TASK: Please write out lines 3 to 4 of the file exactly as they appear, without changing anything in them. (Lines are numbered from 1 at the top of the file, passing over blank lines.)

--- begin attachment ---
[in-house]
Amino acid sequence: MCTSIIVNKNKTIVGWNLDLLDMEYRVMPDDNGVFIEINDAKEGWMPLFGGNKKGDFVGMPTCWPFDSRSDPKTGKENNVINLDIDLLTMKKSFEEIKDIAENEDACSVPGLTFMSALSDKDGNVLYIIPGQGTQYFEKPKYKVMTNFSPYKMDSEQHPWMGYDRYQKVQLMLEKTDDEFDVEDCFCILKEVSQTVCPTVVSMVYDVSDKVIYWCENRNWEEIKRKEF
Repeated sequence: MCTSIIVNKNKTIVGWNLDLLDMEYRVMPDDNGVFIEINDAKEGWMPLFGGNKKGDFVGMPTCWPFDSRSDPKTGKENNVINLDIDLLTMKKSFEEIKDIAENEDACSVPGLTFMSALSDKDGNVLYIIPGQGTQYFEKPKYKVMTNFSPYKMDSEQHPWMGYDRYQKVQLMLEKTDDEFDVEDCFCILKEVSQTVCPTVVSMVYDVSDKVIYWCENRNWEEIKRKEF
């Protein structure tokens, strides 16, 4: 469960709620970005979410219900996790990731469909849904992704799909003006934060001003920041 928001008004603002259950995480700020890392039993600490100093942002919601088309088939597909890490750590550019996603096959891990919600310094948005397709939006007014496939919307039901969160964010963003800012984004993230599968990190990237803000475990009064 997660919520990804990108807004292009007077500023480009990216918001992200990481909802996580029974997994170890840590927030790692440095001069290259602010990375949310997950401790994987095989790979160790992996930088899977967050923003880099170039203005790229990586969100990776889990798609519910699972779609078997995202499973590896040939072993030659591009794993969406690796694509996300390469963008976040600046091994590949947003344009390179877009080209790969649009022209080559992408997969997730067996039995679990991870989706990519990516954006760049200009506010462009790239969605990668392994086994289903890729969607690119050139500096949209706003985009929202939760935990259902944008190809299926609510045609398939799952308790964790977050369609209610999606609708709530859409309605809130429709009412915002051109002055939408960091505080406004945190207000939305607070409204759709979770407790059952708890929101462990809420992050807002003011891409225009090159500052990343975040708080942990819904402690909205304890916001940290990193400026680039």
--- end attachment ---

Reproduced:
Repeated sequence: MCTSIIVNKNKTIVGWNLDLLDMEYRVMPDDNGVFIEINDAKEGWMPLFGGNKKGDFVGMPTCWPFDSRSDPKTGKENNVINLDIDLLTMKKSFEEIKDIAENEDACSVPGLTFMSALSDKDGNVLYIIPGQGTQYFEKPKYKVMTNFSPYKMDSEQHPWMGYDRYQKVQLMLEKTDDEFDVEDCFCILKEVSQTVCPTVVSMVYDVSDKVIYWCENRNWEEIKRKEF
């Protein structure tokens, strides 16, 4: 469960709620970005979410219900996790990731469909849904992704799909003006934060001003920041 928001008004603002259950995480700020890392039993600490100093942002919601088309088939597909890490750590550019996603096959891990919600310094948005397709939006007014496939919307039901969160964010963003800012984004993230599968990190990237803000475990009064 997660919520990804990108807004292009007077500023480009990216918001992200990481909802996580029974997994170890840590927030790692440095001069290259602010990375949310997950401790994987095989790979160790992996930088899977967050923003880099170039203005790229990586969100990776889990798609519910699972779609078997995202499973590896040939072993030659591009794993969406690796694509996300390469963008976040600046091994590949947003344009390179877009080209790969649009022209080559992408997969997730067996039995679990991870989706990519990516954006760049200009506010462009790239969605990668392994086994289903890729969607690119050139500096949209706003985009929202939760935990259902944008190809299926609510045609398939799952308790964790977050369609209610999606609708709530859409309605809130429709009412915002051109002055939408960091505080406004945190207000939305607070409204759709979770407790059952708890929101462990809420992050807002003011891409225009090159500052990343975040708080942990819904402690909205304890916001940290990193400026680039």